“A broad-ranging, insightful analysis of the complex practical and ethical issues involved in global health.”—Kirkus Reviews
Publishers WeeklyUniversity College London philosophy professor Wolff convincingly argues that good health care is a fundamental responsibility of governments to its citizens. Starting with John Locke in the 17th century, continuing to Eleanor Roosevelt in the mid-20th century, and ending with Melinda and Bill Gates today, Wolff (Disadvantage) artfully describes the bumpy, politicized road that advocates have traveled to add health to the American mantra of “life, liberty, and the pursuit of happiness.” In 1947, the World Health Organization took a major step when it asserted in its constitution that “the enjoyment of the highest attainable standard of health is one of the fundamental rights of every human being without distinction of race, religion, political belief, economic or social condition.” Putting health on equal footing with other human rights meant that governments had to take action in ensuring that all citizens could gain access to health care without discrimination. Wolff demonstrates how governments were seriously tested when the HIV/AIDS pandemic reared its ugly head in the early 1980s. Each generation is tested on its embrace of human rights as an article of binding faith, and, as Wolff reminds us, multilateral institutions like the World Bank can hinder governments from ensuring better health for their citizens. Most importantly, society must remain vigilant to ensure that no one is subject to discrimination based on his or her health status. (Feb.)
Library JournalThe quantity and quality of health care to which all human beings are entitled is a much-debated question. Wolff (political philosophy, Univ. Coll. London; An Introduction to Political Philosophy) begins with the ways the UN Universal Declaration of Human Rights frames each individual's right to health. He recounts the various ways that the right to health has been understood in both developed and developing countries. It is especially helpful that the book goes beyond traditional questions of rights in medical ethics and explores the failures of World Bank and International Monetary Fund structural adjustment policies (the conditions both organizations set for potential and existing borrowers) to increase global health, the perils of single-disease programs such as those run by the Gates Foundation, and the problem of brain drain, which leaves many developing nations without skilled medical professionals. VERDICT An accessible and informative exploration of the relationship between health and human rights as it has been construed on both national and international levels.—A. Klink, Duke Univ., Durham, NC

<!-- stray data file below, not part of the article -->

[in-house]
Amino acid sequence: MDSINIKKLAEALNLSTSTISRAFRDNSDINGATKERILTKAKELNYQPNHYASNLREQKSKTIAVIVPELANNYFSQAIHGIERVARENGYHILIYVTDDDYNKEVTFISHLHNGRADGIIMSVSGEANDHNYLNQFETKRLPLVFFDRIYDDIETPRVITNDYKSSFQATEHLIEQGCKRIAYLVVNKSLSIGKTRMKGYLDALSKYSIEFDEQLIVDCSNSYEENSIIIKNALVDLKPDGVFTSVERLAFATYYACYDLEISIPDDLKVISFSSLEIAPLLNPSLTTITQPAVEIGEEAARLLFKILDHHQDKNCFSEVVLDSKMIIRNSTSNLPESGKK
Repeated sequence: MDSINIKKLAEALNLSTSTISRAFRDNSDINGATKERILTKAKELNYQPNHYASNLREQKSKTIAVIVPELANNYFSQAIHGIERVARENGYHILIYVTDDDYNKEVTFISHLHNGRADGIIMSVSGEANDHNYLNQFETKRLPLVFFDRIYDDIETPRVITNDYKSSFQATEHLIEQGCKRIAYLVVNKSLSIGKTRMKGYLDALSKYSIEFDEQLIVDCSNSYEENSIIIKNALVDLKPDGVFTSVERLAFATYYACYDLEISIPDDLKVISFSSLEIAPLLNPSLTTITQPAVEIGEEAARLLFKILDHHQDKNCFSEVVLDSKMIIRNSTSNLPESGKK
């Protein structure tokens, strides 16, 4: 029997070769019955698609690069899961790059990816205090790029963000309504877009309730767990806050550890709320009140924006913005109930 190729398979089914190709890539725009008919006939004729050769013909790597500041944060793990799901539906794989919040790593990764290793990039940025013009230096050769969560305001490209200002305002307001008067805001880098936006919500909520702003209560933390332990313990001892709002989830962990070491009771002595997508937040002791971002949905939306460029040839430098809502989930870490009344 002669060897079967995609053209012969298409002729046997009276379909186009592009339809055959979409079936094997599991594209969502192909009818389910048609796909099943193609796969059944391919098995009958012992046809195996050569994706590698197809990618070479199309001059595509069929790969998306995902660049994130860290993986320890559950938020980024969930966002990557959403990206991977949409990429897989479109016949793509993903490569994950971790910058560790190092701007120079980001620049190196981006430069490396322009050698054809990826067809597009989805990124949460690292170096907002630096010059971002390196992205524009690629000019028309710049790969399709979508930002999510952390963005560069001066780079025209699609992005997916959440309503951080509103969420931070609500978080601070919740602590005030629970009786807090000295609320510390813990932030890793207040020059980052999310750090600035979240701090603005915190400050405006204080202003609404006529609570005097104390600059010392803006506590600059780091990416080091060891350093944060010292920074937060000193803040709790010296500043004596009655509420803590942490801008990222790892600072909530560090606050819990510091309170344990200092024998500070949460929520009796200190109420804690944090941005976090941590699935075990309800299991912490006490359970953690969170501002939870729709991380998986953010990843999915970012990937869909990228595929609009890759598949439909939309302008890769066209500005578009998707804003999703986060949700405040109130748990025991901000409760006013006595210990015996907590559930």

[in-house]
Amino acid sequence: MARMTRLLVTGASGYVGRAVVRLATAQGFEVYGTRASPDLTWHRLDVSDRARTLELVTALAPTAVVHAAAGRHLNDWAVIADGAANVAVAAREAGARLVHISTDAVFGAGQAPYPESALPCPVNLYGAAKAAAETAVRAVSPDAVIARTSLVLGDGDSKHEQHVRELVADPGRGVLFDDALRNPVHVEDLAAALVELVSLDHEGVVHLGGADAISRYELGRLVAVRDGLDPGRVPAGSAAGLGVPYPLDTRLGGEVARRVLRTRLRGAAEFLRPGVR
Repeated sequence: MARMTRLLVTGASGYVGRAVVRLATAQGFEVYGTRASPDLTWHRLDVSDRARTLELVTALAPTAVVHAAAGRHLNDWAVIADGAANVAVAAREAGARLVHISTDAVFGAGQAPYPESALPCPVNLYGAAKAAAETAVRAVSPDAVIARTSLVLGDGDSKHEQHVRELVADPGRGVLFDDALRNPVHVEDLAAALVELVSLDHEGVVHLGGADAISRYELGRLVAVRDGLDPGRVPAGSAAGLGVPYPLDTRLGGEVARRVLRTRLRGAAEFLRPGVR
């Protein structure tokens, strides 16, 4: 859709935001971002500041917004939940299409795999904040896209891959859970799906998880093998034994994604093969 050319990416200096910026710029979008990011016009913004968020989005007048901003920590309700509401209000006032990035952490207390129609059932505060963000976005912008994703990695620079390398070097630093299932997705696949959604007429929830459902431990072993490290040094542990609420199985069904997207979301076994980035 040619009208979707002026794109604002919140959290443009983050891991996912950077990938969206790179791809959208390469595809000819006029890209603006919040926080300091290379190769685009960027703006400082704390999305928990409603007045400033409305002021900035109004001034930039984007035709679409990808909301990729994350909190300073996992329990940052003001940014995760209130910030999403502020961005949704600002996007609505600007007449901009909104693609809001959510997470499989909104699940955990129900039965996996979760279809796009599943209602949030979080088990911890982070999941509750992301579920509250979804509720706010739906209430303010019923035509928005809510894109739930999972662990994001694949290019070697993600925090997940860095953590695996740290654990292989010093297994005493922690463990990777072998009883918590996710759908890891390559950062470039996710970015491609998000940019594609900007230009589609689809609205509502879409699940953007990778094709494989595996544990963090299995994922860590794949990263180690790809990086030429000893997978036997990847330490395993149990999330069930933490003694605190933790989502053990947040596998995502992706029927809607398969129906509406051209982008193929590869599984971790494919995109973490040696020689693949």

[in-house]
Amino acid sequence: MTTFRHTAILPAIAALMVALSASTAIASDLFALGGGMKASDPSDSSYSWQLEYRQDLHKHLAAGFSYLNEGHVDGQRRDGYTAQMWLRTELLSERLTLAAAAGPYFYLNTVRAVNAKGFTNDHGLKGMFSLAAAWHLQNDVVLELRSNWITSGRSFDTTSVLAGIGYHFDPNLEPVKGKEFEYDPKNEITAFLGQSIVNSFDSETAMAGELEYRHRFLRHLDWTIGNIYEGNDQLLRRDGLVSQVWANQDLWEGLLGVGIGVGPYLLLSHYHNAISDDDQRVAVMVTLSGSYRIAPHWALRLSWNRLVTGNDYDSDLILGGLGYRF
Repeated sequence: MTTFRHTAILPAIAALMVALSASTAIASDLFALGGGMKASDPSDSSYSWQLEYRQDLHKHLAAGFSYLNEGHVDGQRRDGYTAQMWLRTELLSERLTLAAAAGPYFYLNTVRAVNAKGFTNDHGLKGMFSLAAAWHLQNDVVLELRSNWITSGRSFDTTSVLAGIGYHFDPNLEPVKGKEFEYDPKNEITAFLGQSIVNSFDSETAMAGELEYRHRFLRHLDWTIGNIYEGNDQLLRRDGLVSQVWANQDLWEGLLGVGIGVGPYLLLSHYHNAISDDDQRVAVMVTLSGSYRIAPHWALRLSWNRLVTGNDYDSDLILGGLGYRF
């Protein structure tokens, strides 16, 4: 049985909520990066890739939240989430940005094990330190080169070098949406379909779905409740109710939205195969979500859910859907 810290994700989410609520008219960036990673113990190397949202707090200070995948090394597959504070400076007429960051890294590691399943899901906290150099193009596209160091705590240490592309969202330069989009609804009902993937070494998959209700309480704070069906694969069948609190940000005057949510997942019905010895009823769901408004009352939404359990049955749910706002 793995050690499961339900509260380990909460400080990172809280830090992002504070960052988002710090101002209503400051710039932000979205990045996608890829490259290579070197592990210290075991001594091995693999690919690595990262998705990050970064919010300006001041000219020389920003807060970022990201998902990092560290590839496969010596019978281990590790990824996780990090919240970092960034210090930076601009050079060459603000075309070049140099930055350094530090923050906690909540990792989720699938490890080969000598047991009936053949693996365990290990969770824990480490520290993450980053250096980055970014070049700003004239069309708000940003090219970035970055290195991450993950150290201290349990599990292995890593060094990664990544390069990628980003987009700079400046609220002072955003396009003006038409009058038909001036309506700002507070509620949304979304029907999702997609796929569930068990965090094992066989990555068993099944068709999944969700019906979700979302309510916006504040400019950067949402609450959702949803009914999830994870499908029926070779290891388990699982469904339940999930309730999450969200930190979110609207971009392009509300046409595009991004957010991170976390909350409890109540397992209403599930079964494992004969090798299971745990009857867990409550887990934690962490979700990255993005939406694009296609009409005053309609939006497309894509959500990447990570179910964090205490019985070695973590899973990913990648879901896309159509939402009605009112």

Kirkus ReviewsGuardian columnist Wolff (Philosophy/University College London; Ethics and Public Policy, 2011 etc.) poses a challenging but essential question: "How can there be a human right to health if the resources are just not there to satisfy it?" Before addressing the current global health crisis, the author looks back at Franklin Roosevelt's 1941 speech in which he asserted that the "four freedoms"--freedom of speech and worship, and freedom from fear and want--are basic human rights. In 1945, the first UN Charter included provisions for human rights, in 1948 the Universal Declaration of Human Rights was passed and during the same period the World Health Organization came into existence. The protection of human rights became international law in 1976. This is the context for the definition of "right to health" as a human right protected under international law, although its implications are still under debate. Does it include free access to condoms and abortion, or the right of developing nations to produce affordable pharmaceuticals in violation of patents? Wolff uses the HIV/AIDS epidemic as a case study--from its discovery in 1981 to the fight over funding to support research and guarantee that sufferers have access to treatment. He writes about how international efforts to deal with the spread of AIDS to Haiti and Africa were derailed by a "catastrophic" change in World Bank policies in the 1980s, when the Bank, and the IMF, insisted that developing countries seeking aid cut back public-sector expenditures. Just as these constraints were being reversed, the World Trade Organization demanded that members cease violating patents by producing low-cost generic pharmaceuticals. While the author describes the struggle to establish the right to universal health as a work in progress, he is cautiously optimistic. A broad-ranging, insightful analysis of the complex practical and ethical issues involved in global health.
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